The saga of the rugged Police Beekeepers reminds me of my own most famous acting role in The Battlin’ Bellhops, a partially fictionalized story about the legendary 603rd Airborne, which played such an important role in the liberation of Luxembourg. All of the members of that brave battalion of enlistees were former hotel bellmen, and most were just barely old enough to serve, yet they became lionized not only for their courage in battle, but for their steadfast unwillingness to accept tips from the liberated populations. They always stirred the Europeans when they marched into liberated towns wearing their little round red caps in lieu of standard military headgear. I had the supporting role of Skeeter, the naive and doomed German-American kid from Brooklyn who got separated from his unit and was mistakenly shot by an American sentry. The MP heard Skeeter speaking German to the locals and became convinced he was a spy, a suspicion which turned into certainty when Skeeter could not correctly identify the name of the famous Brooklyn baseball team. His crusty “sarge” delivered the funeral oration, in which he declared Skeeter to be “a swell kid, and a real great American, even though he obviously wasn’t much of a baseball fan.”

I guess that’s true in its own twisted way. But really that’s just jealousy, isn’t it? Sydney can dress like this and men stare at her with lust, while other people dressed this way would be the object of snickers.

As I see it, she’s just trying to make the optimal use of her talent, like all the rest of us.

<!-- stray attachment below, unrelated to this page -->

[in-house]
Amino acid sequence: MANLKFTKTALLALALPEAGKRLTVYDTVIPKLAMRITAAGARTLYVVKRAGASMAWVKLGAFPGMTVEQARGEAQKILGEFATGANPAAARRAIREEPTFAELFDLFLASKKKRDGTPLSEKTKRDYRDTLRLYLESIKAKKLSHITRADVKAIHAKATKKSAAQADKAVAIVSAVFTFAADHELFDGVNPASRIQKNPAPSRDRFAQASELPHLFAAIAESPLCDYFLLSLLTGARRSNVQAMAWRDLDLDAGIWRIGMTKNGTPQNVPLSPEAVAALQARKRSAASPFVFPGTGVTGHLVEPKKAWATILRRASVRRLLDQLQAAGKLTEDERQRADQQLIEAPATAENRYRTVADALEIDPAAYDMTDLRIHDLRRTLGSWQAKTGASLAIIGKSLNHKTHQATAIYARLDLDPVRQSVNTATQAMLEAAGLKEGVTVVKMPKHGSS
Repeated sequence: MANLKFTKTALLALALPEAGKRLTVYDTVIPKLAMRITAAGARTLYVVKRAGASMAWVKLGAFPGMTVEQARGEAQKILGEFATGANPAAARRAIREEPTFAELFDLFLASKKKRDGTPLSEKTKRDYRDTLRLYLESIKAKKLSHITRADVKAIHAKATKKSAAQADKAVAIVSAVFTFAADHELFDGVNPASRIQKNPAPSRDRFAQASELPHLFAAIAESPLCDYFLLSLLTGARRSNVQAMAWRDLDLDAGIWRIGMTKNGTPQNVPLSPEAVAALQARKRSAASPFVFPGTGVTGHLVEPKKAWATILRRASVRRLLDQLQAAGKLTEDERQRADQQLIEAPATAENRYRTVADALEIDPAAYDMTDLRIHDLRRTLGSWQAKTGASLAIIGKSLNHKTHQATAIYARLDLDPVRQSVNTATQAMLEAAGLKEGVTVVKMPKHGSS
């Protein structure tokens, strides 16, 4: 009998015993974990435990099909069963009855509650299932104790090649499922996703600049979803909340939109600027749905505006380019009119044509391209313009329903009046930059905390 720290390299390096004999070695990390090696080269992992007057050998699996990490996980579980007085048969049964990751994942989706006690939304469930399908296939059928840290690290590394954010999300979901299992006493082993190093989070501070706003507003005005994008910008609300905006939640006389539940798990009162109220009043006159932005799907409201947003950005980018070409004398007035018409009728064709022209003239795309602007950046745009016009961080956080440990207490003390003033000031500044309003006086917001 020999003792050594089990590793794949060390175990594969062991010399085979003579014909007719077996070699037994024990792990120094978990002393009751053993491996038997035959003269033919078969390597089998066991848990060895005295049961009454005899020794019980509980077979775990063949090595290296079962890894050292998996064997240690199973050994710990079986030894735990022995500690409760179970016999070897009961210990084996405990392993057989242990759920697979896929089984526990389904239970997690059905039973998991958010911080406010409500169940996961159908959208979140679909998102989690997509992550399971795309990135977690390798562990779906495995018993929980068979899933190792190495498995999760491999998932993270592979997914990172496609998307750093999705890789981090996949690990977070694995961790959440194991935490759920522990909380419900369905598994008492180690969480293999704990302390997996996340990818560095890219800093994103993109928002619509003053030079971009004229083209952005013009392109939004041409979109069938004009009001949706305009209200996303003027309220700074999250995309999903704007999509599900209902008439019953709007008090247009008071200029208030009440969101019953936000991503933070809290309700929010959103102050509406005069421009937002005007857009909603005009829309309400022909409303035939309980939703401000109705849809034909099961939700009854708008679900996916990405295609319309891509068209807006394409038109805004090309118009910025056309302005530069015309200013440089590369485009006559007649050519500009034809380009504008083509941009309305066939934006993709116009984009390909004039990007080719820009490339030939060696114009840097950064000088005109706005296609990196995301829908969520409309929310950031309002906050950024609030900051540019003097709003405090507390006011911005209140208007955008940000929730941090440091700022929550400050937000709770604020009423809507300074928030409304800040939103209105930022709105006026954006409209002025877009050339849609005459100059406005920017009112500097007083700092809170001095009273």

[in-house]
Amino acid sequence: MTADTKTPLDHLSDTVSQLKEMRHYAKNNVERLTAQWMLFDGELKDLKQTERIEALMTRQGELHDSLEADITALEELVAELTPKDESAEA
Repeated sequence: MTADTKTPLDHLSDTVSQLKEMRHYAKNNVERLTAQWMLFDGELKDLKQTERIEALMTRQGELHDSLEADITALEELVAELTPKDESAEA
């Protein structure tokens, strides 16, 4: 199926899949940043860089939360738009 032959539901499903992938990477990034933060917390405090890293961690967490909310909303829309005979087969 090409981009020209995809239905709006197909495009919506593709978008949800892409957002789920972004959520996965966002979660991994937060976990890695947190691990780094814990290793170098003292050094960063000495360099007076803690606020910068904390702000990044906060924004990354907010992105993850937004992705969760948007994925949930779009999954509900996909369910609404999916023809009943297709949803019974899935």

It’s just that her talent lies in a different area from most of ours, and has a shorter expiration date, so she’s flauntin’ it while she has it.

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There have always been places where men and boys have to sit and wait, like the dentist’s office, or the old-fashioned barber shop. Only one thing made these waits tolerable. Buried under piles of magazines like US, Highlights for Children, and 51 dog-eared S.I. issues about regattas and tennis, there was a copy of a true American treasure: the Swimsuit Edition. It was marketed with some flim-flam about fitness or buying swimware for our wives, but we knew that the editors delivered that pretext with a wink and a nudge. Its true purpose was to give us an opportunity to ogle fantasy women in a respectable publication that you would not be embarrassed to read in public, even while sitting next to your minister. In this innocent context could you gaze at beautiful, unspoiled, unattainable young women, their supermodel bodies clad only in the scantiest of outfits. Sometimes they wore no outfits at all, but simply strutted around naked, their exposure disguised by a coat of paint so thin that its only purpose was to prevent our dentist’s receptionist from tossing the issue away in disgust.

Like many other great ogling traditions, its time has passed. The women no longer have to be young, or natural, or in possession of supermodel perfection. Your granny could make the edition now, maybe even the cover. Ditto the cousin that your mom always called “big-boned,” and praised for her personality. Ditto that kinda-cute Starbucks barista you dated once or twice, until you realized she had foul coffee breath, bad implants, and tattoos of weapons.

The models are no longer unattainable fantasy women of the sort that can only be bedded by men with Brad Pitt looks and/or Jeff Bezos bankrolls. In coarse terms, the S.I. Swimsuit Edition is filled with women that even internet schmucks like us, if we put in the time and resources, could actually fuck.

And that, in many ways, represents the collapse of the last, best pillar of the mighty temple of Western Civilization that was so painstakingly constructed by lustful architects from Homer to Hefner.